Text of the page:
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Midwest/North: Tips for grazing corn residue

Erika Lundy for Progressive Cattle Published on 24 September 2020

Corn residue grazing is an opportunity to extend the grazing season and capitalize on a feed resource that can make a big difference in a producer’s bottom line. Here are some things to keep in mind to make the most effective use.

Evaluate fields for presence of spilled or down corn left in the field, especially if impacted by heavy winds during the growing season. Strip grazing, or limiting access for a few days before moving the fence, and adapting cattle to grain prior to turnout may be necessary to reduce the risk of acidosis.

Due to grazing selection and weathering losses, corn residue quality steadily decreases after harvest and rapidly drops off after about 60 days after harvested. Cattle prefer to eat the grain first, followed by the husk and leaf, and finally, maybe the cob and stalk. If cows have husk and leaf to select, they will consume a diet that is 55% to 70% TDN and about 5.5% to 7% crude protein (CP). University of Nebraska data indicates there will be about 16 pounds of dry leaf and husk per bushel of corn yield, so a field yielding 175 bushels per acre would produce approximately 2,800 pounds of high-quality corn residue.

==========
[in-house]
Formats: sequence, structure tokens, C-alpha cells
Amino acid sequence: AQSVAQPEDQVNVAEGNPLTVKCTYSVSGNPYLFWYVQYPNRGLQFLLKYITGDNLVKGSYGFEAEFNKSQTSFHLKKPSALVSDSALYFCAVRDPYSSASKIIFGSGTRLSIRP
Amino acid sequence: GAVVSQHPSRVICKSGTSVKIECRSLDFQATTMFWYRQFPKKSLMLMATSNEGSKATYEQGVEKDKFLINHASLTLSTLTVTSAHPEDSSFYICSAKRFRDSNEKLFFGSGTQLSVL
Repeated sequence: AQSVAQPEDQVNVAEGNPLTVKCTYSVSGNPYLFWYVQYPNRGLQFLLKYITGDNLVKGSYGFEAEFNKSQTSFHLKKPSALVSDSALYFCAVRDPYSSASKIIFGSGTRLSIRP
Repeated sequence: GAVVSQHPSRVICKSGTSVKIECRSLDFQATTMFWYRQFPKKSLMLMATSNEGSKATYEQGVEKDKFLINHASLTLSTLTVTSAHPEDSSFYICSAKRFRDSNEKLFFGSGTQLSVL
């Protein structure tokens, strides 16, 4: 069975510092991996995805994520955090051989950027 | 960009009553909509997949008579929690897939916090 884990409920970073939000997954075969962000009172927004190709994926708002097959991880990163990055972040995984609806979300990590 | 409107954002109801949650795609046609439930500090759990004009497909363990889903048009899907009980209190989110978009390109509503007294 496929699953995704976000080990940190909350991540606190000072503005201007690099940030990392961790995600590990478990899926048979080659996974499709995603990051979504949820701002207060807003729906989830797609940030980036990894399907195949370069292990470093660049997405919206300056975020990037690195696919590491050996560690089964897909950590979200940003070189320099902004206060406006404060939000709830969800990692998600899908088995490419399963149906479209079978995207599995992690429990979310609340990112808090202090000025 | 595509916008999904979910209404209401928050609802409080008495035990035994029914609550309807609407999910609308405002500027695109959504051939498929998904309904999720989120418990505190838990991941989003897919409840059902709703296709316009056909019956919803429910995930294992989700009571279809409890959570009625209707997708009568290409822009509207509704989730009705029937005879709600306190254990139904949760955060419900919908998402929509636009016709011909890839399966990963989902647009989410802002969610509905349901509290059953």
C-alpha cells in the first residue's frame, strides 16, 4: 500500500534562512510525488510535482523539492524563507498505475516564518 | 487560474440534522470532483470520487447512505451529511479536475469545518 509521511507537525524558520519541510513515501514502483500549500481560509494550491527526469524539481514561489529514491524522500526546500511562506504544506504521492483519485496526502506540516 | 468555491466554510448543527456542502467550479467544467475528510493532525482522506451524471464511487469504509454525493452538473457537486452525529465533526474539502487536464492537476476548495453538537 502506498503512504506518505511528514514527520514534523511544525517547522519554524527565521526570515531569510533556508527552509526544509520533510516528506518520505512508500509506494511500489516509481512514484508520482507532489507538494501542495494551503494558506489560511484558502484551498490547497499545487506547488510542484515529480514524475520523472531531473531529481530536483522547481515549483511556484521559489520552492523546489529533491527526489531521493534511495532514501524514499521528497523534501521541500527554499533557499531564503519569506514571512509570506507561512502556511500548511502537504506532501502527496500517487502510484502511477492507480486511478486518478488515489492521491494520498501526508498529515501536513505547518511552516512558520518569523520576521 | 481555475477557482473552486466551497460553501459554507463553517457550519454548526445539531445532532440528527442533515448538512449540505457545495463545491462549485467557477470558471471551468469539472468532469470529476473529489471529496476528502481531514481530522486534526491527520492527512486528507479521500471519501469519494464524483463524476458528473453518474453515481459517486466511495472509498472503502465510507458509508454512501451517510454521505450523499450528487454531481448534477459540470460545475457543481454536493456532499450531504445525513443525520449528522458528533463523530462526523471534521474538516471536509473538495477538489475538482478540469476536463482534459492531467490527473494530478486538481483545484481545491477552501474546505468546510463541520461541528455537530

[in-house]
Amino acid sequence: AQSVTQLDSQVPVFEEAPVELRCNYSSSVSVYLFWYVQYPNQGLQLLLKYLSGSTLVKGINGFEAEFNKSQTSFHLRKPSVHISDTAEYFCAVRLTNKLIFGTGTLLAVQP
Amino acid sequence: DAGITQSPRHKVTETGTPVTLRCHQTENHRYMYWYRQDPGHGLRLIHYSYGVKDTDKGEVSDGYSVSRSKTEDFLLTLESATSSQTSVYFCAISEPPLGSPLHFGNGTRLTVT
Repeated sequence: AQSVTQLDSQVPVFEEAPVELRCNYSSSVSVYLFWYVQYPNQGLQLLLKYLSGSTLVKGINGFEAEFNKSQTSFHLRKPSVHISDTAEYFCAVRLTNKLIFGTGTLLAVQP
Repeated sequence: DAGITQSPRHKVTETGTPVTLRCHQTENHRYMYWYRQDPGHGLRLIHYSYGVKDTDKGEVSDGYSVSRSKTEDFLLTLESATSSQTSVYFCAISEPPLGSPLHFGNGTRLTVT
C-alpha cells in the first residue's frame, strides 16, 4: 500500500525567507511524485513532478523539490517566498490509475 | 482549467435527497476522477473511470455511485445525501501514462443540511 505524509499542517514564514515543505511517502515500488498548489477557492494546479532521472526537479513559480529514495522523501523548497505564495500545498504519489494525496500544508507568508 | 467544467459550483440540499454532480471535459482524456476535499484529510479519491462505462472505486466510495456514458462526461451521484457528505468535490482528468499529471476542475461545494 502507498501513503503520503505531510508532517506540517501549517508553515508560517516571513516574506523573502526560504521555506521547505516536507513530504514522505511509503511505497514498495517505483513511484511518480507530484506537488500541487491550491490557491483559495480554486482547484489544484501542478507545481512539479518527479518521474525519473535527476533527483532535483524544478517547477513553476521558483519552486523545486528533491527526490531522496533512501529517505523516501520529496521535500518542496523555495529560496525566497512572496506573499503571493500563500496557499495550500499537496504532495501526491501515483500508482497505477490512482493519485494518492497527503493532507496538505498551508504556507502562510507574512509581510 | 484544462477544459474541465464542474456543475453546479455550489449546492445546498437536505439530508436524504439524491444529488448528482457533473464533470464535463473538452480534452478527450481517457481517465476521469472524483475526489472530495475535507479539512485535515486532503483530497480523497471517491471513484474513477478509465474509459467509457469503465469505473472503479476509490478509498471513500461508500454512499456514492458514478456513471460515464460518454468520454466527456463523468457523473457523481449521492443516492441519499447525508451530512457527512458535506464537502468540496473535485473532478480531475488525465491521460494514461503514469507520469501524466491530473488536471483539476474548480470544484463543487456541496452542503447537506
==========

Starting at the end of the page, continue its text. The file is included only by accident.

The concern of palatability and digestibility of GMO corn residue continues to be a topic of interest among many cow-calf producers. Preliminary work at Iowa State comparing conventional and GMO varieties of corn residue noted about a 5% decrease in digestibility and feed value of GMO varieties.

Mature, pregnant cows in mid-gestation can graze recently harvested crop residue with no supplementation other than free-choice mineral. First-calf heifers, thin cows, cows nursing calves or cows in third trimester require both protein and energy supplementations, in addition to vitamins and minerals. All classes of cattle will likely require supplementation if remaining on the same field for more than 60 days.

While cattle can graze through snow, deep snow or ice can severely impact cow ability to graze corn residue. Therefore, have a backup plan for delivering feed and be aware that quality decreased after heavy moisture.

University of Nebraska has developed a corn residue grazing calculator that may help plan appropriate stocking rates and grazing intervals. It can be accessed at Corn stalk grazing calculator.  end mark

Erika Lundy
  • Erika Lundy

  • Extension Beef Program Specialist
  • Iowa Beef Center - Iowa State University
  • Email Erika Lundy